Choking on Consumption  

Posted by Alex Pendragon

I think one of the major problems facing this economy, one which may prove to make a full recovery impossible, is our burgeoning population. Our economy has depended upon the full-tilt spending of the largest group of consumers the world has ever known, which includes all those Indians and Chinese, and when all those people suddenly can't spend like banshees anymore, a chain reaction begins which just any one fix, including throwing "money" at the problem, can't overcome. It's very much like the environment, in which removing one species from the web of life has a detrimental effect all throughout the system. Case in point; the wood products/paper industry in the Pacific NorthWest is in dire straights, not simply because there is less need for wood to build houses, but because there is less demand for cardboard to wrap up all these goodies with, such as electronics (oh, and that includes the plastic packaging that you need scissors to break into) and all that stuff that Amazon.Com ships. The housing collapse effected all of the construction trades, such as carpenters, electricians, plumbers, plus all those people who deal with real estate and it's associated paperwork, then you head down the line to those who manufacture sinks, ovens, refrigerators, pvc pipe, concrete, etc, etc, etc.............

OK, now all THOSE people are out of work, not only not spending their paychecks, but now drawing on unemployment, food stamps, or whatever program they can to try and survive. Those of us still working pay for all of that, as did those who once held tax-paying jobs. It keeps getting worse......now all that money that used to be spent on groceries, clothing, rent, car payments, health insurance premiums, etc, etc, etc, is now gone, so those whose jobs depend on on that now lose THEIR jobs. No, don't worry, unless the whole company goes under, the CEO's of those companies will never suffer....hell, only in America, they will probably get a raise for laying all those people off. We might have defeated the British in 1776, but we never defeated royalty.

Now, you say, fine, you got laid off, too bad, quit whining and go out and find another job. Oh, really? WHAT job? And, even if you DID meet the requirements for another job, so do a whole new crop of people who are in the same boat as you, and only one person gets each job that MIGHT be available. Besides, an economy that is going down the tubes is not creating new jobs, except perhaps in foreclosure departments..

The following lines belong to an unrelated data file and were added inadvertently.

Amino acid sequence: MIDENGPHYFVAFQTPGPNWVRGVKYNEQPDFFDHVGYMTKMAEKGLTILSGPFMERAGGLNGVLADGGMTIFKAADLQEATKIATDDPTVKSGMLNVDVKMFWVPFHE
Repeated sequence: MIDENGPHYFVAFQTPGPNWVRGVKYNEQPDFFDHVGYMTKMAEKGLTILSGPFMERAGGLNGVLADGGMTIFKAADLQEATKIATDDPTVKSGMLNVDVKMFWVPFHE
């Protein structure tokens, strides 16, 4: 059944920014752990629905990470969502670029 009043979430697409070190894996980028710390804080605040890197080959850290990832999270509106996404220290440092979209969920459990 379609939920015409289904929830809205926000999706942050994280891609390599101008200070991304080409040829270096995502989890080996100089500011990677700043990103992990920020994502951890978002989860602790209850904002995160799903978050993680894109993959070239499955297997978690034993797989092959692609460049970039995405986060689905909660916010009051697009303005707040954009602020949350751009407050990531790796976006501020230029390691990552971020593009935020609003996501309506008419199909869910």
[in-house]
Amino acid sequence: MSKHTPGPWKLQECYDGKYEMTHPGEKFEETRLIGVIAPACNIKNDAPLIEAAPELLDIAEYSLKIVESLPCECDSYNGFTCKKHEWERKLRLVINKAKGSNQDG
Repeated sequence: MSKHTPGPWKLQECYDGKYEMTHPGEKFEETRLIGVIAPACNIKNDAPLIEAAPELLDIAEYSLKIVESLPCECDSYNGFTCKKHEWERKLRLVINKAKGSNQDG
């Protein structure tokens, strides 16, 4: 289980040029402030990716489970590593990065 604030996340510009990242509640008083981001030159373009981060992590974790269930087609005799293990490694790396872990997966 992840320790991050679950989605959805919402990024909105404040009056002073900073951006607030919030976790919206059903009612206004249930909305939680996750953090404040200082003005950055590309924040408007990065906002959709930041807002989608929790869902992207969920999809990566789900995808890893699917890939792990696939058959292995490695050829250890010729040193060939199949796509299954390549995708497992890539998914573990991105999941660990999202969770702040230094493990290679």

So, one wonders how all this gets turned around and everybody gets to go back to work and try and pick up the pieces. Well, IF and when a recovery occurs, all the new jobs that people find to replace the old ones will pay less, offer fewer if any benefits, and all that experience and seniority you once had is just flat gone; you are starting from scratch just like everybody else. If you're lucky, you will get to return to the very place you got laid off from, working for the same board of bastards that shit-canned you and then gave themselves all raises. Isn't that SPECIAL? Oh, and hopefully, the rent you are paying for your new apartment won't be much higher than the mortgage you were paying for the home you lost to foreclosure.

Oh, and at the first whiff of an economic upturn, gas will head rapidly back up to about $5 a gallon, so let's hope you are not still stuck with that SUV you were tooling around town in before the Depression hit. Not that you'll be able to afford a Toyota, Nissan, or Honda hybrid which have cornered the market with the bankruptcy and disappearance of all of our own auto manufacturers. Boing and Northrop Grumman will go on the block next. Who will be buy our tanks and destroyers from then?

Our entire economic, political, and social system, both here in the West and those of other "persuasions", is self-destructive due to it's reliance on consumerism, and the way that most all of us have to support ourselves. If ever a species needed to learn how to live WITH it's surroundings rather than becoming expert at using it all up, we do. It's quite simple, actually; when deer (prey animals) are not held in check by wolves or hunters (predators), they overpopulate, strip the territory of food, and starve to death. Despite all our wars, natural disasters, and other threats, we continue to increase our numbers with no checks or balances, with the same consequences. We here in the West have never had to face those consequences the way they do in the third world, thus we have ignored the ever-increasing peril we put ourselves in when the system that is straining to sustain us starts to collapse under it's own weight. This intricate weave of goods and services is becoming so complex that none of us entirely understand how it really works, and there comes a time when all the PHD's and bailouts will not put Humpty back together again.